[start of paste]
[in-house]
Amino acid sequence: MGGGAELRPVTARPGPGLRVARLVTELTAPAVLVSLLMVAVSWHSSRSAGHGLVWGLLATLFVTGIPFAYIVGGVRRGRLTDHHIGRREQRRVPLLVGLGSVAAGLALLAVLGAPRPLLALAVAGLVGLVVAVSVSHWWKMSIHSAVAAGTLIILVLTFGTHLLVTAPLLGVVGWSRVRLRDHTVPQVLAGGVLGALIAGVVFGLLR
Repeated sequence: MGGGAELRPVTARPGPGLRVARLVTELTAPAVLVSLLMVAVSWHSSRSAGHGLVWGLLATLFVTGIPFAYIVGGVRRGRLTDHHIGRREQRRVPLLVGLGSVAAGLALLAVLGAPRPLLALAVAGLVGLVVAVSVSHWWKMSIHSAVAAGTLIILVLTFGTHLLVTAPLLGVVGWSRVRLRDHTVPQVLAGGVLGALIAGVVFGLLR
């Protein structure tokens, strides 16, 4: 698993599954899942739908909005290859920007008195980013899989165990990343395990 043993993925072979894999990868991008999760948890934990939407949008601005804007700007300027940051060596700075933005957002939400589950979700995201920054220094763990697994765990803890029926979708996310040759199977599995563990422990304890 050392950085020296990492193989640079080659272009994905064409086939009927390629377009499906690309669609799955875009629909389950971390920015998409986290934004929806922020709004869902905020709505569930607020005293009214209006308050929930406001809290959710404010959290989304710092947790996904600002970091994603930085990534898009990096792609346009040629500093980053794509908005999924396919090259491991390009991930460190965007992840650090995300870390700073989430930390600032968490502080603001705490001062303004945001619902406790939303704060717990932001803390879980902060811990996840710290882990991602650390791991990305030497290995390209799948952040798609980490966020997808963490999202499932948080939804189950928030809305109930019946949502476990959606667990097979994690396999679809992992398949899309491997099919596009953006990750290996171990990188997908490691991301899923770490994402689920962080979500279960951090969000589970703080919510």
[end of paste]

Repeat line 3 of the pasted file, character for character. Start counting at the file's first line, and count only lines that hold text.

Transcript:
Repeated sequence: MGGGAELRPVTARPGPGLRVARLVTELTAPAVLVSLLMVAVSWHSSRSAGHGLVWGLLATLFVTGIPFAYIVGGVRRGRLTDHHIGRREQRRVPLLVGLGSVAAGLALLAVLGAPRPLLALAVAGLVGLVVAVSVSHWWKMSIHSAVAAGTLIILVLTFGTHLLVTAPLLGVVGWSRVRLRDHTVPQVLAGGVLGALIAGVVFGLLR